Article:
Truth verses Pride

Psychologists have long known that people’s beliefs are ruled by Confirmation Bias.  Confirmation Bias is a psychological phenomenon in which we are bias toward our own beliefs.  For example, a Dallas Cowboys fan will be less likely to agree with the referee on a call against the Cowboys than a fan of the opposing team.  Both fans suffer from Confirmation Bias.  This means we require large amounts of evidence to change our mind but little to believe something that reinforces what we already believe.  For example, if an archeologist discovers something that reinforces that Jesus died and rose back to life, a Christian will quickly accept it as true while someone of a different religion will require large amounts of evidence before conceding it is true – in most cases no amount of evidence will convince them.  This is known as Conformation Bias.

          Jonathan Haidt took this concept one level deeper.  Haidt is a social psychologist, Professor of Ethical Leadership at New York University Stern School of Business.  He asked another question.  What determines these beliefs that come before Confirmation Bias?  That is, why is the Dallas Cowboys fan a fan of the Dallas Cowboys?  Well, that example may be easy to answer.  Historically, psychologists have believed our beliefs are held either for emotional reasons or logical reasons. Some believe that logic must rule emotions.  Others believe the two rule together with each having an equal importance.  Still others believe one must follow their heart by letting emotions rule.  After several scientific studies, Haidt determined there is a third cause of beliefs which is more powerful than either logic or emotion.  That is intuition.

          When confronted with a foul-smelling soup, many will refuse to try it.  A chef may tell the person what the ingredients are and even show him a video of the preparation.  However, there is little chance of convincing one to change their mind when the “gut feeling” has told them no.  This holds true with ethics, politics, morality, fashion, sports and just about everything humans form an opinion on.  When we are told something and our gut feeling tells us it isn’t right, our reasoning become post hoc.  That means, the logic we use to reject it is after our gut feeling, or intuition, has told us something is wrong.  It takes an incredible amount of evidence for us to dismiss our intuition and agree that our initial reaction was not correct. So before we even feel emotion or start to logically consider the concept, Confirmation Bias is already pushing us in one direction.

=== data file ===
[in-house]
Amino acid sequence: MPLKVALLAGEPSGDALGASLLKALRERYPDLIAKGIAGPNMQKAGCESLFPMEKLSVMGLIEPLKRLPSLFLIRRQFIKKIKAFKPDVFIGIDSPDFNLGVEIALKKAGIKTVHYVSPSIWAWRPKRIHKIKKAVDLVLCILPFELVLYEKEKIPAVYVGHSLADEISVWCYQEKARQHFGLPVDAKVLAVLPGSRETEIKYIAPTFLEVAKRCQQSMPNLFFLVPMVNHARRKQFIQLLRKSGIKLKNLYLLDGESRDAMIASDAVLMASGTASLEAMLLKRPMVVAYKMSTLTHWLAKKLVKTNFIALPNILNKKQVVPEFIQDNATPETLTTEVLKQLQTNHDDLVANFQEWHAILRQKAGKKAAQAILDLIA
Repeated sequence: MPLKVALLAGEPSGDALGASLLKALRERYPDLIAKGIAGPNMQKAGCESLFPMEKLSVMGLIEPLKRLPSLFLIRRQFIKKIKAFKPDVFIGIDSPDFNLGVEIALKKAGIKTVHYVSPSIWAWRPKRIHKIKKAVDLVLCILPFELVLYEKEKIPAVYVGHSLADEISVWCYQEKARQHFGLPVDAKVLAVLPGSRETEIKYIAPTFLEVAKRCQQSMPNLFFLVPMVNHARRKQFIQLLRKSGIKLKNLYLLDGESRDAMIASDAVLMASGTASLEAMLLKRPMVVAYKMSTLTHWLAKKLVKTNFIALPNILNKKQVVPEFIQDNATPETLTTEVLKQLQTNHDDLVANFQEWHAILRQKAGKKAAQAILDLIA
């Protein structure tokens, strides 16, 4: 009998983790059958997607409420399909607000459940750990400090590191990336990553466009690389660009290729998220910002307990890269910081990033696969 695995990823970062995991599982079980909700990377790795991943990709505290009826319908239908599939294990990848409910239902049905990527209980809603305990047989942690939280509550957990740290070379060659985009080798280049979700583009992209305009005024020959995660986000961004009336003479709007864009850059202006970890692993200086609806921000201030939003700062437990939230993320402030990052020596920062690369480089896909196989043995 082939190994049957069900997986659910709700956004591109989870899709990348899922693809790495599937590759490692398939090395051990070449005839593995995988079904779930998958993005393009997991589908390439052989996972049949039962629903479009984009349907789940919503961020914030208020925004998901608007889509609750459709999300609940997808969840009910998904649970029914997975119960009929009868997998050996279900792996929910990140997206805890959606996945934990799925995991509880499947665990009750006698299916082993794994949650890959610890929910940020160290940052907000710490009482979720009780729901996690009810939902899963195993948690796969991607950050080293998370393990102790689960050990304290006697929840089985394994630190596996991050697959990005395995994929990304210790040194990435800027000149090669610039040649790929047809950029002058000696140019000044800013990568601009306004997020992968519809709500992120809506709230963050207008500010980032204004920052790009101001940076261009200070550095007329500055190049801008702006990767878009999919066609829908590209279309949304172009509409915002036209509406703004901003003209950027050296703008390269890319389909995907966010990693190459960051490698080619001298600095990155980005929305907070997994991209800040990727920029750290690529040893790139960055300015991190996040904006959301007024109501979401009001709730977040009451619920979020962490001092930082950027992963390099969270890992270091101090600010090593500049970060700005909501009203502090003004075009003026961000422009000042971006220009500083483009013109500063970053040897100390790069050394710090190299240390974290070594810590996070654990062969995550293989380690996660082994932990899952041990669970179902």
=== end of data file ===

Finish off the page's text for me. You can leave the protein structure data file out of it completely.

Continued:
Haidt’s study went further to discover that certain words can invoke a feeling of disgust.  That is, when someone is presenting a concept to us, we may reject the concept based on words used to explain it rather than any real issues with the concept itself.  This often plays out in political and religious discussions.  For example, someone may use the term “pro-choice” in a political discussion and something happens in the minds of conservatives that hear the term.  Haidt shows how it is like smelling a foul odor.  Their mind rejects the message entirely because of a term used by the speaker is objectionable.  This is also common in religious discussions when someone mentions the word “sin”.  The preacher has the people’s attention if he talks about love, charity, and compassion but one mention of the word sin and their minds reject the message entirely. Their decision to reject the message is not based on logic, nor emotion but rather intuition.

  

        Our minds seem to be influenced by Confirmation Bias to such an extent that it teams up with our social instinct.  Humans are social creatures and have a need for friends and human relationships.  In his book, The Righteous Mind, Haidt reviews multiple scientific studies that show people are more concerned with their reputation than they are with truth. So, our use of logic becomes crucial to defending our reputation (not admitting we are wrong) rather than searching for truth.

          There are two types of thinking.  Those are exploratory and confirmative thinking.  Exploratory looks for truth while confirmative looks to confirm already held beliefs.  Haidt found the only time people use exploratory is when 1. They do not hold a belief or opinion about the matter, 2. They will be held accountable for their explanation, and 3. They do not know the preference held by the audience who will hear their report. If any of these three variables are not in place, Confirmation Bias will influence the thinking.